It’s important to make this distinction with your kids, as most kids love animals and will adopt a baby goat or a rabbit, just as quickly as they will a puppy or kitten. Killing a goat or chicken that a child falls in love with can be just as hard on them, as killing their pet dog. But if you raise them with the understanding that those animals are being raised for food, at least it won’t come as a surprise to them. Regular reminders that the farm animals are there to feed your family will help seat that idea in their heads, waiting for the time when they need to realize just what that means.

When it comes time to start slaughtering those animals, be sure to start out with the ones which your children aren’t so attached to. That will give them more of a chance to get used to the idea that those animals are there for food, not pets.

One thing that helps with keeping this distinction is that the farm animals are kept outdoors, usually some distance from the house. Pets, on the other hand, live with you, becoming part of the family. If you have both, the children will become more attached to the family pets, than they will to the farm animals, even if they do have a favorite bunny.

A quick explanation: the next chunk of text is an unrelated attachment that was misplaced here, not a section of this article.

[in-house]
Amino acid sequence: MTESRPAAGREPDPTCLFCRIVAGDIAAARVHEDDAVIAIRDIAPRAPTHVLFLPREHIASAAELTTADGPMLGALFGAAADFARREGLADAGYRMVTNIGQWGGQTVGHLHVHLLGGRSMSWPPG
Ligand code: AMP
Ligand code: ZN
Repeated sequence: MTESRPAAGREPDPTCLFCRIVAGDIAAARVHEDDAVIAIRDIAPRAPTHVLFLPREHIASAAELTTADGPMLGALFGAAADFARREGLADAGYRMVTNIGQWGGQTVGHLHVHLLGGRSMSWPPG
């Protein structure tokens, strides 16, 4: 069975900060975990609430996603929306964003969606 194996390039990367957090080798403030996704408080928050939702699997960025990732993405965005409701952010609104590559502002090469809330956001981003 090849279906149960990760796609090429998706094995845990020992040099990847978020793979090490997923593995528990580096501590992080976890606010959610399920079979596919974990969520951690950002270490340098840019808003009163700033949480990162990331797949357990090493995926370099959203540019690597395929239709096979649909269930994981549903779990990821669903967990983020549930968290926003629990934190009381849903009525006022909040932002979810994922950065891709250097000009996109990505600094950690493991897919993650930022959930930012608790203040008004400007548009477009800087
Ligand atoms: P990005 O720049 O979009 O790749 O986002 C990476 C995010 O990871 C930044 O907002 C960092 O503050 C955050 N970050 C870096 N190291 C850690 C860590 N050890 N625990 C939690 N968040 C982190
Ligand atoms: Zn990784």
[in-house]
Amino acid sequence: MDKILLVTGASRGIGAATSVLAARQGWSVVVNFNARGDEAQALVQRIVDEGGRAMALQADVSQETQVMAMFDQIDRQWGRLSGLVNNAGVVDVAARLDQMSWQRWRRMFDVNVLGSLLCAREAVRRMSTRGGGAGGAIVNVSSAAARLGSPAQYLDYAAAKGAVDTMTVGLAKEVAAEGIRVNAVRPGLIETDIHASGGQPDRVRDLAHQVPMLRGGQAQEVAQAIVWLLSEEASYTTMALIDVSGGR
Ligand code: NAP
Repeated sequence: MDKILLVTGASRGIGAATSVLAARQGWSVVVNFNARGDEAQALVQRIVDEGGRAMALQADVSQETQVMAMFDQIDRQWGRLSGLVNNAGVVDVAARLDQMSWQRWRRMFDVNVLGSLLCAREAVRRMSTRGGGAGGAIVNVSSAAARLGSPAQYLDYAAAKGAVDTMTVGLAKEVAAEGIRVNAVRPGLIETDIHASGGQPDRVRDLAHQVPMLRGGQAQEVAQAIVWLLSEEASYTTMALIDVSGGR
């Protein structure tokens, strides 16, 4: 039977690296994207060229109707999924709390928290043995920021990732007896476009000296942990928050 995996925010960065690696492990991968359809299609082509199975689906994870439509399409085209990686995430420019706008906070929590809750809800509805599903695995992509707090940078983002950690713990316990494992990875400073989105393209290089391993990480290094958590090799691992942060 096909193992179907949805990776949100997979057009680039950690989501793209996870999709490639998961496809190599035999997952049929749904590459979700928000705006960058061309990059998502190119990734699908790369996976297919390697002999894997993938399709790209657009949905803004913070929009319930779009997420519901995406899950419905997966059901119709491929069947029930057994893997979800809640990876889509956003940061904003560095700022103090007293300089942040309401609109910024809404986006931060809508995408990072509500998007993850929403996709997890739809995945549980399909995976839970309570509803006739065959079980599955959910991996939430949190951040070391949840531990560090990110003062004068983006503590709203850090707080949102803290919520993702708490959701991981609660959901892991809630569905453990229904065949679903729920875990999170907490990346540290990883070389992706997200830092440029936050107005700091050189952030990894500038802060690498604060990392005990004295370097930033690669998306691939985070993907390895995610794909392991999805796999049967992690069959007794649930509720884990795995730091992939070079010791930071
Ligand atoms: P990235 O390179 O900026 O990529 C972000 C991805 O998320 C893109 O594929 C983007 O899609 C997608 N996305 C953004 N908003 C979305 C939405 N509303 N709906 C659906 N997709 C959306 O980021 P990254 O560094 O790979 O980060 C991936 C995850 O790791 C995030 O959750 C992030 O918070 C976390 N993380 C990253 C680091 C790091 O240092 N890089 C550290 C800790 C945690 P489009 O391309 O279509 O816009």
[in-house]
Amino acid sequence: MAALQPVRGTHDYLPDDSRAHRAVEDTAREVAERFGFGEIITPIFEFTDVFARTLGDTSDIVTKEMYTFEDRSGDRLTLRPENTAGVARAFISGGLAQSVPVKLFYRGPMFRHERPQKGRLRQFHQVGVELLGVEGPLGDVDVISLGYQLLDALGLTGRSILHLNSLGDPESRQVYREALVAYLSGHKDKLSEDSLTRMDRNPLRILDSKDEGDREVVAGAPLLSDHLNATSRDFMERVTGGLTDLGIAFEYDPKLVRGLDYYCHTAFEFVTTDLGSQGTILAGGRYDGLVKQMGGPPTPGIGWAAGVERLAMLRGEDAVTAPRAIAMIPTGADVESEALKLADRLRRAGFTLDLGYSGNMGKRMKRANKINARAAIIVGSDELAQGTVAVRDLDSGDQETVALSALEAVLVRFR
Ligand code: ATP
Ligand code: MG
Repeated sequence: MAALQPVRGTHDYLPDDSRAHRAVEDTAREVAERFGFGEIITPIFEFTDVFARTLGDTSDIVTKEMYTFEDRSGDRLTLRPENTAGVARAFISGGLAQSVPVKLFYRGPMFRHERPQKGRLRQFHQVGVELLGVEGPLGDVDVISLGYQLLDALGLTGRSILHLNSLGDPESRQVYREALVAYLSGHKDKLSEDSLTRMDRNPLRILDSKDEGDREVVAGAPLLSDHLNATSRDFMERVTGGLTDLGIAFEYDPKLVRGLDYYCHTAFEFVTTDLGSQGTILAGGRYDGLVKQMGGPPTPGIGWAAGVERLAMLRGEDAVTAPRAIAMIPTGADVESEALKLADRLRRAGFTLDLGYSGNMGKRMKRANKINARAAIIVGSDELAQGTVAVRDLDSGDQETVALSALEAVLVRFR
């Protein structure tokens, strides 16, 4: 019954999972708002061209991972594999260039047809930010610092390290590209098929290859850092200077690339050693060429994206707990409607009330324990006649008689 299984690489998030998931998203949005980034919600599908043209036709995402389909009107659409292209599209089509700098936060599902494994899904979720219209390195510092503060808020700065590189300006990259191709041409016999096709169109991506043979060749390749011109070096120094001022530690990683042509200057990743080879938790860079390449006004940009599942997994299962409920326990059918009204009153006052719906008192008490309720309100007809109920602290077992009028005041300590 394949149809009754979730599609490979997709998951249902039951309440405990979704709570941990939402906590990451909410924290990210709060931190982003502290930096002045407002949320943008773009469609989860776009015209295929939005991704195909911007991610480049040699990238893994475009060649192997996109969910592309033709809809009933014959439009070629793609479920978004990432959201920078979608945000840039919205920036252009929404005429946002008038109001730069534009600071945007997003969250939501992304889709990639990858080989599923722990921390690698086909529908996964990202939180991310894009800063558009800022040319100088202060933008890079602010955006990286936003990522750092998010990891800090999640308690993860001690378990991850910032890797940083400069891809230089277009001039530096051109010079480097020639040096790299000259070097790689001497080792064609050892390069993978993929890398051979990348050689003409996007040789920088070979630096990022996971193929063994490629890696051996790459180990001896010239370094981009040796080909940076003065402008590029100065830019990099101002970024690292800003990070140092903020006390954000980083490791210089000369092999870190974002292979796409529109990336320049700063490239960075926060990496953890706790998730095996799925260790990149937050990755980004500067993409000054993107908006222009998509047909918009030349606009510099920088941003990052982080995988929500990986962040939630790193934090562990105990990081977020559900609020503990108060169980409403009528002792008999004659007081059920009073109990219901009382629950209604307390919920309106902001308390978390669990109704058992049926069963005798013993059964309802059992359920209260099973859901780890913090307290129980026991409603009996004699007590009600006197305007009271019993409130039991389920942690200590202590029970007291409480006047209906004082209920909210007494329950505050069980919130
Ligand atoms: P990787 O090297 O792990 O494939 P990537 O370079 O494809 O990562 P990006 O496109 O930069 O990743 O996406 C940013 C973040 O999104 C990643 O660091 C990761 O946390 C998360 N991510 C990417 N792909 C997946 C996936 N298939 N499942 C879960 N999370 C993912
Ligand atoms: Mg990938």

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Selecting Appropriate Pets

If you don’t have a pet already and you’re thinking about getting one, then it would be a good idea to think about what sort of pet might be useful to have in a survival situation. Dogs can be a great intruder alarm and the larger ones can even help defend the home. Cats can help keep rodent populations at bay. Even chickens can be useful, as they lay eggs. But a hamster? What can that do for you? There’s not even enough meat there to make a plate of tacos.